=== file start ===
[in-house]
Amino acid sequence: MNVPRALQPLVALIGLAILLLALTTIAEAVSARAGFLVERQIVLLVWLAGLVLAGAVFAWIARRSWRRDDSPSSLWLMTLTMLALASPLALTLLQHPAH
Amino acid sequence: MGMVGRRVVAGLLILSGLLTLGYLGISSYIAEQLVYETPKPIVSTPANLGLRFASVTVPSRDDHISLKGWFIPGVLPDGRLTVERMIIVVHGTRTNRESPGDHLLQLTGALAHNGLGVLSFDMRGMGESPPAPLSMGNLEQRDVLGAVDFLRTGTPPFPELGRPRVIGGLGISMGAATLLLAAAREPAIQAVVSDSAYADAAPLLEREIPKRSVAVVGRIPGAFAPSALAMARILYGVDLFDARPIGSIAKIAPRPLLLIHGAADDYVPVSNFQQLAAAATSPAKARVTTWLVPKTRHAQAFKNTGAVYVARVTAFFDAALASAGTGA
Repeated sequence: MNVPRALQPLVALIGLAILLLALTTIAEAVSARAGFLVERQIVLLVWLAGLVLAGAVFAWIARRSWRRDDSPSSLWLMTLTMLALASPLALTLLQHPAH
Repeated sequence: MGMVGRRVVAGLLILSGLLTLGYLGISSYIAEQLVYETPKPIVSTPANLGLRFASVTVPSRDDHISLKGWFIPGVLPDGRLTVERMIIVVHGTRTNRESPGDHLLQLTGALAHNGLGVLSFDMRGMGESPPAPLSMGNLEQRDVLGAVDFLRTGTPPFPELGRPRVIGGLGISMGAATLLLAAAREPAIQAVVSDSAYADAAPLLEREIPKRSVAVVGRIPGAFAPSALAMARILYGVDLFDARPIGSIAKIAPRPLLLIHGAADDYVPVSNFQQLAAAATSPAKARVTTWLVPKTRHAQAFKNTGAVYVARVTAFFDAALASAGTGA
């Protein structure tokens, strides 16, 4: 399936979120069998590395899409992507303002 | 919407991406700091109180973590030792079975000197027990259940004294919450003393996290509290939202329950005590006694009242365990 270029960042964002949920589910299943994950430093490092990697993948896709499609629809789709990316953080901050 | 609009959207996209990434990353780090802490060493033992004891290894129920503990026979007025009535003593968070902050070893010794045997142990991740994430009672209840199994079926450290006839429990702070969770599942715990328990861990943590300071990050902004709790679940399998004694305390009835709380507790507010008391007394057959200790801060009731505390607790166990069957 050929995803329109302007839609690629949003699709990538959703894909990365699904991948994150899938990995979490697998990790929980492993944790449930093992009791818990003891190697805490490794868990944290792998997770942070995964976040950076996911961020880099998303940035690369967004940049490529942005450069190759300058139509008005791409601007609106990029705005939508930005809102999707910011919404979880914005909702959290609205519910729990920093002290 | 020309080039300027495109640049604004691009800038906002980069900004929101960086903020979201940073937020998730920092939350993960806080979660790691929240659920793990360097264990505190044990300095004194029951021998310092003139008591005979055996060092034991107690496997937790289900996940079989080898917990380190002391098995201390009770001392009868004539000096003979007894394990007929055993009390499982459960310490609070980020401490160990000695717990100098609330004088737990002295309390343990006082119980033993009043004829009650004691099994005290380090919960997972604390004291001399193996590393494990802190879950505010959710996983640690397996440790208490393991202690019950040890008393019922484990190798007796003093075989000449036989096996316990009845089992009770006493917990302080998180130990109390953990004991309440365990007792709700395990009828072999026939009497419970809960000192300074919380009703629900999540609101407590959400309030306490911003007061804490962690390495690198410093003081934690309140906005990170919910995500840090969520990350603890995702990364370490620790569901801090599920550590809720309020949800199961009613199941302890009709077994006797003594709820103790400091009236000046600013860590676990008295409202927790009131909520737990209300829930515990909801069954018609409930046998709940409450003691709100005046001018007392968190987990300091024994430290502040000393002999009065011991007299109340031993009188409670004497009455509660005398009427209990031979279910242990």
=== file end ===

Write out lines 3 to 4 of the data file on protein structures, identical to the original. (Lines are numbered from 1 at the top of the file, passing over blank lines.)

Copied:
Amino acid sequence: MGMVGRRVVAGLLILSGLLTLGYLGISSYIAEQLVYETPKPIVSTPANLGLRFASVTVPSRDDHISLKGWFIPGVLPDGRLTVERMIIVVHGTRTNRESPGDHLLQLTGALAHNGLGVLSFDMRGMGESPPAPLSMGNLEQRDVLGAVDFLRTGTPPFPELGRPRVIGGLGISMGAATLLLAAAREPAIQAVVSDSAYADAAPLLEREIPKRSVAVVGRIPGAFAPSALAMARILYGVDLFDARPIGSIAKIAPRPLLLIHGAADDYVPVSNFQQLAAAATSPAKARVTTWLVPKTRHAQAFKNTGAVYVARVTAFFDAALASAGTGA
Repeated sequence: MNVPRALQPLVALIGLAILLLALTTIAEAVSARAGFLVERQIVLLVWLAGLVLAGAVFAWIARRSWRRDDSPSSLWLMTLTMLALASPLALTLLQHPAH